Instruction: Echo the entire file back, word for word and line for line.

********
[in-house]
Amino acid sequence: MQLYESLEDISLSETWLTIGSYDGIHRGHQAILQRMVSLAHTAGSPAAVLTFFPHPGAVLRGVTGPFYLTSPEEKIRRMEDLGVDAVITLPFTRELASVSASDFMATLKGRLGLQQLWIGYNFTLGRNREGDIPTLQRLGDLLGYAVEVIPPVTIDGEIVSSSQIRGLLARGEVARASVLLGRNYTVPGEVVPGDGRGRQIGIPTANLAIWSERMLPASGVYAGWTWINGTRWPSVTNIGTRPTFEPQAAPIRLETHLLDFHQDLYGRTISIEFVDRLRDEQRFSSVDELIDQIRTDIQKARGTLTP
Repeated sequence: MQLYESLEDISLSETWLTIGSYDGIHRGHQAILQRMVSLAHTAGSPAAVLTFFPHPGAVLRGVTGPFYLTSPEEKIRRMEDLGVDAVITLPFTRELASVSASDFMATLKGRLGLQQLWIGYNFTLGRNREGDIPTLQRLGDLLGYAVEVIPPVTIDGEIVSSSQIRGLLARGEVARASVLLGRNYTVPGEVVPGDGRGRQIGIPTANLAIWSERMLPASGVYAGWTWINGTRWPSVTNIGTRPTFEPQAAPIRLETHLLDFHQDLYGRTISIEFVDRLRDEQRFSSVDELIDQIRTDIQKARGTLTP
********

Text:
[in-house]
Amino acid sequence: MQLYESLEDISLSETWLTIGSYDGIHRGHQAILQRMVSLAHTAGSPAAVLTFFPHPGAVLRGVTGPFYLTSPEEKIRRMEDLGVDAVITLPFTRELASVSASDFMATLKGRLGLQQLWIGYNFTLGRNREGDIPTLQRLGDLLGYAVEVIPPVTIDGEIVSSSQIRGLLARGEVARASVLLGRNYTVPGEVVPGDGRGRQIGIPTANLAIWSERMLPASGVYAGWTWINGTRWPSVTNIGTRPTFEPQAAPIRLETHLLDFHQDLYGRTISIEFVDRLRDEQRFSSVDELIDQIRTDIQKARGTLTP
Repeated sequence: MQLYESLEDISLSETWLTIGSYDGIHRGHQAILQRMVSLAHTAGSPAAVLTFFPHPGAVLRGVTGPFYLTSPEEKIRRMEDLGVDAVITLPFTRELASVSASDFMATLKGRLGLQQLWIGYNFTLGRNREGDIPTLQRLGDLLGYAVEVIPPVTIDGEIVSSSQIRGLLARGEVARASVLLGRNYTVPGEVVPGDGRGRQIGIPTANLAIWSERMLPASGVYAGWTWINGTRWPSVTNIGTRPTFEPQAAPIRLETHLLDFHQDLYGRTISIEFVDRLRDEQRFSSVDELIDQIRTDIQKARGTLTP